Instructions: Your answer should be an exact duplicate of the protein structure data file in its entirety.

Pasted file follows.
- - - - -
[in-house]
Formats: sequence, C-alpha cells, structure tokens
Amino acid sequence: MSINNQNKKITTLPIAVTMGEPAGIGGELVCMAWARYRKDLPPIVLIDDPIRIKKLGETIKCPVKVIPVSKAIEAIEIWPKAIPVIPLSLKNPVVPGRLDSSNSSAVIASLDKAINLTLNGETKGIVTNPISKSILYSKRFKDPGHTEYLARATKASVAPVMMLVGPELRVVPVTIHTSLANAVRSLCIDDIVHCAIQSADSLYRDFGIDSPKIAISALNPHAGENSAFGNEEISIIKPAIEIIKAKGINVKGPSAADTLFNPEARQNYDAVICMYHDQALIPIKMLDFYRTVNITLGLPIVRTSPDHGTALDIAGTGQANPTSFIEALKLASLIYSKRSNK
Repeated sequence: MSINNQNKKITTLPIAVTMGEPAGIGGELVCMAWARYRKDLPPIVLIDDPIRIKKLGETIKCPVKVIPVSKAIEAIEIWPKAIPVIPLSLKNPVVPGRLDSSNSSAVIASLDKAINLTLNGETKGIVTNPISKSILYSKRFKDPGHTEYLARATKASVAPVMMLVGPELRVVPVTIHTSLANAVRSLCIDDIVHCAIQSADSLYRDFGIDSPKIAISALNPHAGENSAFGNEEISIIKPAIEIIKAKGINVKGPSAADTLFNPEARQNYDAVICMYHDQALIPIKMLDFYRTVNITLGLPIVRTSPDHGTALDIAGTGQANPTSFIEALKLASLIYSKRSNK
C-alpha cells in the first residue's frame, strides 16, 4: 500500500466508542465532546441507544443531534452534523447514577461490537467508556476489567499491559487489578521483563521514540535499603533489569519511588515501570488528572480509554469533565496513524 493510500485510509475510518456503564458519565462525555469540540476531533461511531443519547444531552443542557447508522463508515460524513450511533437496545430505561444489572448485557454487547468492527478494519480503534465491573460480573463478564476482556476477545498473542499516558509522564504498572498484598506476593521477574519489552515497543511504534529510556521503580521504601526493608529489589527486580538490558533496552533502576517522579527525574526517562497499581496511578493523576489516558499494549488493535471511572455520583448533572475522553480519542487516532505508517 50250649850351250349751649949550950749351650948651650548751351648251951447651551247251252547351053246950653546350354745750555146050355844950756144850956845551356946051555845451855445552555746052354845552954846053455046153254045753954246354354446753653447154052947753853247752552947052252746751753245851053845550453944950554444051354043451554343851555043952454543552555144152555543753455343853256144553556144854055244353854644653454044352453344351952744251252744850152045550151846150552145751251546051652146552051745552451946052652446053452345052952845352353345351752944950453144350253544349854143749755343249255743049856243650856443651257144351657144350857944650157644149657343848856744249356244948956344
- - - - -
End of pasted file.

[in-house]
Formats: sequence, C-alpha cells, structure tokens
Amino acid sequence: MSINNQNKKITTLPIAVTMGEPAGIGGELVCMAWARYRKDLPPIVLIDDPIRIKKLGETIKCPVKVIPVSKAIEAIEIWPKAIPVIPLSLKNPVVPGRLDSSNSSAVIASLDKAINLTLNGETKGIVTNPISKSILYSKRFKDPGHTEYLARATKASVAPVMMLVGPELRVVPVTIHTSLANAVRSLCIDDIVHCAIQSADSLYRDFGIDSPKIAISALNPHAGENSAFGNEEISIIKPAIEIIKAKGINVKGPSAADTLFNPEARQNYDAVICMYHDQALIPIKMLDFYRTVNITLGLPIVRTSPDHGTALDIAGTGQANPTSFIEALKLASLIYSKRSNK
Repeated sequence: MSINNQNKKITTLPIAVTMGEPAGIGGELVCMAWARYRKDLPPIVLIDDPIRIKKLGETIKCPVKVIPVSKAIEAIEIWPKAIPVIPLSLKNPVVPGRLDSSNSSAVIASLDKAINLTLNGETKGIVTNPISKSILYSKRFKDPGHTEYLARATKASVAPVMMLVGPELRVVPVTIHTSLANAVRSLCIDDIVHCAIQSADSLYRDFGIDSPKIAISALNPHAGENSAFGNEEISIIKPAIEIIKAKGINVKGPSAADTLFNPEARQNYDAVICMYHDQALIPIKMLDFYRTVNITLGLPIVRTSPDHGTALDIAGTGQANPTSFIEALKLASLIYSKRSNK
C-alpha cells in the first residue's frame, strides 16, 4: 500500500466508542465532546441507544443531534452534523447514577461490537467508556476489567499491559487489578521483563521514540535499603533489569519511588515501570488528572480509554469533565496513524 493510500485510509475510518456503564458519565462525555469540540476531533461511531443519547444531552443542557447508522463508515460524513450511533437496545430505561444489572448485557454487547468492527478494519480503534465491573460480573463478564476482556476477545498473542499516558509522564504498572498484598506476593521477574519489552515497543511504534529510556521503580521504601526493608529489589527486580538490558533496552533502576517522579527525574526517562497499581496511578493523576489516558499494549488493535471511572455520583448533572475522553480519542487516532505508517 50250649850351250349751649949550950749351650948651650548751351648251951447651551247251252547351053246950653546350354745750555146050355844950756144850956845551356946051555845451855445552555746052354845552954846053455046153254045753954246354354446753653447154052947753853247752552947052252746751753245851053845550453944950554444051354043451554343851555043952454543552555144152555543753455343853256144553556144854055244353854644653454044352453344351952744251252744850152045550151846150552145751251546051652146552051745552451946052652446053452345052952845352353345351752944950453144350253544349854143749755343249255743049856243650856443651257144351657144350857944650157644149657343848856744249356244948956344